When Lynne Truss tried to remind the Anglophone world that there is a not-so-subtle difference between eating, shooting and leaving, on the one hand, and eating shoots and leaving, on the other, and it all depends on where one puts the comma, a lot of people, mainly Americans, called her a grammar fascist. Yet, one does not have to feel a great deal of passion for the comma to agree that the opening sentence of this editorial, already quite long, would have been an incomprehensible mess without the use of this particular punctuation mark. Perhaps it is best not to get too worked up, therefore, by an academic’s recent expressions of doubt regarding the contemporary relevance of the comma. It should also be kept in mind that this academic — who teaches literature in New York — was talking about the dispensability of the comma in “a great deal of modern American texts”. So, the rest of the English-using world need not bother. But there is a point about grammar fascism that is always worth making. It is true that too much prescriptive conservatism about language-use tends to look, at the end, like comical self-importance, a parody of Dr Johnson. Languages, when they are not the classical ones, are living entities, and it is ultimately quite impossible to police them. Everything, from the simplification of spelling to the coining of new words, is subject to unstoppable change, and all that one can speak up for, at any time, is intelligibility, which need not exclude inventiveness — and this is true for both everyday and exceptional uses of language.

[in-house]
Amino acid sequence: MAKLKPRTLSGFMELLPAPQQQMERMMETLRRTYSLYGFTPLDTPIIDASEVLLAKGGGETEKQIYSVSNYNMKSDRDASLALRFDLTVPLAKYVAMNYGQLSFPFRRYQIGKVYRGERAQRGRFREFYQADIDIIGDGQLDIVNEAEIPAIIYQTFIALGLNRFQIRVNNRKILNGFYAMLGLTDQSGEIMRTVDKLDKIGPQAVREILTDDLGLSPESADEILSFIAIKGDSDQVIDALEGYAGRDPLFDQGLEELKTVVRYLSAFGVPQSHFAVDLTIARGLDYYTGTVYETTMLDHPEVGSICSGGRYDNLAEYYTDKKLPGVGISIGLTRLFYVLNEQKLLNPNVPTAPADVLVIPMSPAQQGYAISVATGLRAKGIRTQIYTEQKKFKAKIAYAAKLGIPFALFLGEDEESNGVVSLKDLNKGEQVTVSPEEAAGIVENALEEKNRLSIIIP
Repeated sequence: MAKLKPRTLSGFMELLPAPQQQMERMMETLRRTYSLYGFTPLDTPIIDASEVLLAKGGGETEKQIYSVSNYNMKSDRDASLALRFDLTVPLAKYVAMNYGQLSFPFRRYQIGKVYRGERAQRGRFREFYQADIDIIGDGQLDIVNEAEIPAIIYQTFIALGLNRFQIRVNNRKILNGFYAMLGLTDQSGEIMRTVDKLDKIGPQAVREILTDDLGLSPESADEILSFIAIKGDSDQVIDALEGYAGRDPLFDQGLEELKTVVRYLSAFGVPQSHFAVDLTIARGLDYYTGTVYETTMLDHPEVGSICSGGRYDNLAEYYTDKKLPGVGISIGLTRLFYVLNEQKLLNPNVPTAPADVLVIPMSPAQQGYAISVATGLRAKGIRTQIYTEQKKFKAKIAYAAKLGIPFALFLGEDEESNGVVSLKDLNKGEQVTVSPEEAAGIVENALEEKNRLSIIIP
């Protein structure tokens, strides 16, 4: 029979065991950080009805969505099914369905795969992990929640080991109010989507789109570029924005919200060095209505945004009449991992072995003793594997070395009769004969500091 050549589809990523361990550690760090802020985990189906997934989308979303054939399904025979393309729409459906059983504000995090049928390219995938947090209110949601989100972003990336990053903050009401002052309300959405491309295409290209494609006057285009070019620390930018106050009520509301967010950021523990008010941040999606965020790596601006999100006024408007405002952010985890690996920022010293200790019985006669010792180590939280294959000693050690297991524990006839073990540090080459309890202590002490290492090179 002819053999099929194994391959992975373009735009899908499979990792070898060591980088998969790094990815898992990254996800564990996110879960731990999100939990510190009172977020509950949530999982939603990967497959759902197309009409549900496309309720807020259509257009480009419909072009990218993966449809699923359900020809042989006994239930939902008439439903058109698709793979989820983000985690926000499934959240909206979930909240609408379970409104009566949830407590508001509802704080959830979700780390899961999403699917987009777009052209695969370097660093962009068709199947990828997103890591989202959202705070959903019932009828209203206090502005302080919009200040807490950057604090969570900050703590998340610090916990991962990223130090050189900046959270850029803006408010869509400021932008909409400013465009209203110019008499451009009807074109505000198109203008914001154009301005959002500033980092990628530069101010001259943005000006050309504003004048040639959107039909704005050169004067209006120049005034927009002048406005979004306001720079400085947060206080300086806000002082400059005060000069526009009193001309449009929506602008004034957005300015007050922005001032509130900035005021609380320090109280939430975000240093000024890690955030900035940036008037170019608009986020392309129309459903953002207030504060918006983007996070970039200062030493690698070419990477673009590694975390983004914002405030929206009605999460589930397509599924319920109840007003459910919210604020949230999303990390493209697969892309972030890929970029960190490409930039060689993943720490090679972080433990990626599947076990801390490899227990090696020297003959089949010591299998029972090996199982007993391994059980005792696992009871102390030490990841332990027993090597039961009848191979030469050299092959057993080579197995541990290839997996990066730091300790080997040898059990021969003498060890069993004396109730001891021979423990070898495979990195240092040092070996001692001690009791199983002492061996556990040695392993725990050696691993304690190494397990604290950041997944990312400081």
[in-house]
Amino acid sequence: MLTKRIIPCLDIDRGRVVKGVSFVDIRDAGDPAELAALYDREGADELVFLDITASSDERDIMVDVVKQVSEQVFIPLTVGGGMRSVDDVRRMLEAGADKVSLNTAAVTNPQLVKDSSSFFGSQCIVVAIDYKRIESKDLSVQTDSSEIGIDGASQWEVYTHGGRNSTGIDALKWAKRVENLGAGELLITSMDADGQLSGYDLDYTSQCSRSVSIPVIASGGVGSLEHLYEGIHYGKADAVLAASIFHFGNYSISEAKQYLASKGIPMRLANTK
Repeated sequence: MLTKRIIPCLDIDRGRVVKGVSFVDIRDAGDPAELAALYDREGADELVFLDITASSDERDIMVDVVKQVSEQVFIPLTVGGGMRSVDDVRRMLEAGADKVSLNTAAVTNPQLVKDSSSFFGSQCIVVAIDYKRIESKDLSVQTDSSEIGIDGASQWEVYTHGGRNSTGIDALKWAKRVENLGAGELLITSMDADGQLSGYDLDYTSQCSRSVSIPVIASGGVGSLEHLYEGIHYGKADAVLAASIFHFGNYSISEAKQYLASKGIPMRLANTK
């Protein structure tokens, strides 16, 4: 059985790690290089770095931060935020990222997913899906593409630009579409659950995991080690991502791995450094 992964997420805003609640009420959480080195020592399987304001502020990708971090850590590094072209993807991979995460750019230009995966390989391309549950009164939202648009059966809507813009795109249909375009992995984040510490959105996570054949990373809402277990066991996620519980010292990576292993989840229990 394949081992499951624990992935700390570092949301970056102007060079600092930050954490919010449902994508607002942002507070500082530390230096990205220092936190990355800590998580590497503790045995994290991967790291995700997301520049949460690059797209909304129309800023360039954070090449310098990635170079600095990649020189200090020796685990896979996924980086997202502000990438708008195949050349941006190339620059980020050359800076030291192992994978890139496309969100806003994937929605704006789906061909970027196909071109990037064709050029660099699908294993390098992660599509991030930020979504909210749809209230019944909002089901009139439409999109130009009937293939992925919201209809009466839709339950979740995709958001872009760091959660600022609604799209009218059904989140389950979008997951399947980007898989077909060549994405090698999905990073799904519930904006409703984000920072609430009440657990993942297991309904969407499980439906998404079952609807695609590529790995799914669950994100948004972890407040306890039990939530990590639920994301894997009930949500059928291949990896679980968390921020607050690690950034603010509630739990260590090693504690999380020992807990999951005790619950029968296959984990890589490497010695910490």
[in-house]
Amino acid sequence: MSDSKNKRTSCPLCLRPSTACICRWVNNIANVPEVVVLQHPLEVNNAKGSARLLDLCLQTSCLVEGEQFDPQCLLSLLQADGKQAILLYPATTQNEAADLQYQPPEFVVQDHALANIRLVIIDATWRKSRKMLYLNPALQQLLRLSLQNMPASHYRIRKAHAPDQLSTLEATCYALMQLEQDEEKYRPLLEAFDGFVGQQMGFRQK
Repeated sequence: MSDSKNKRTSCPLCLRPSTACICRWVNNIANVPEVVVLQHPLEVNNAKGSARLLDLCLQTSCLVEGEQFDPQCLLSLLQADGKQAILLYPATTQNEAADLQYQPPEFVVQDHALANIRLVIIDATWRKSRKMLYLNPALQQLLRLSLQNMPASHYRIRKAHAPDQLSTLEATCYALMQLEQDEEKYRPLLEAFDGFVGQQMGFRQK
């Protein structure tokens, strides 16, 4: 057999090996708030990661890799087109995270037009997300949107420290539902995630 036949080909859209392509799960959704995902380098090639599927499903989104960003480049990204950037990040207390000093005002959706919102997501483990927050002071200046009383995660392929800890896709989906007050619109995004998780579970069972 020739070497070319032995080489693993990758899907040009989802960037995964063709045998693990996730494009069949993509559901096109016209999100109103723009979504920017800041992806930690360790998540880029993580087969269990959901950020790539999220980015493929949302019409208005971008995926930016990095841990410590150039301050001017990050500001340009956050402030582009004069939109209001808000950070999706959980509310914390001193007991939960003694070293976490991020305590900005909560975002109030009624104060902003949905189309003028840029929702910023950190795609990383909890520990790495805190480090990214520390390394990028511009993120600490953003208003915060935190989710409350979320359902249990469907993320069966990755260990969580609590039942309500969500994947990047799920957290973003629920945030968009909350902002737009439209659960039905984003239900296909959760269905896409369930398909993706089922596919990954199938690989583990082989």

But, having said that, it remains legitimate to wonder what really is wrong with the comma. And why should it be smart to refuse to make the effort to use a language with the right sort of pauses for the sake of clarity, euphony and felicity? Punctuation marks attest to the closeness of writing to speaking. Even when a piece of text is being written or read silently, a lot of its meaning and tone depends on how the reader hears it in his or her mind’s ear; learning to write and read is an important part of learning to listen, and vice versa. So, being able to work the differences between the comma, semi-colon and full-stop, is, ideally, an integral part of human linguistic intelligence. Dismissing precision and nuance as too much unnecessary work sounds like a sloppy excuse for sloppiness.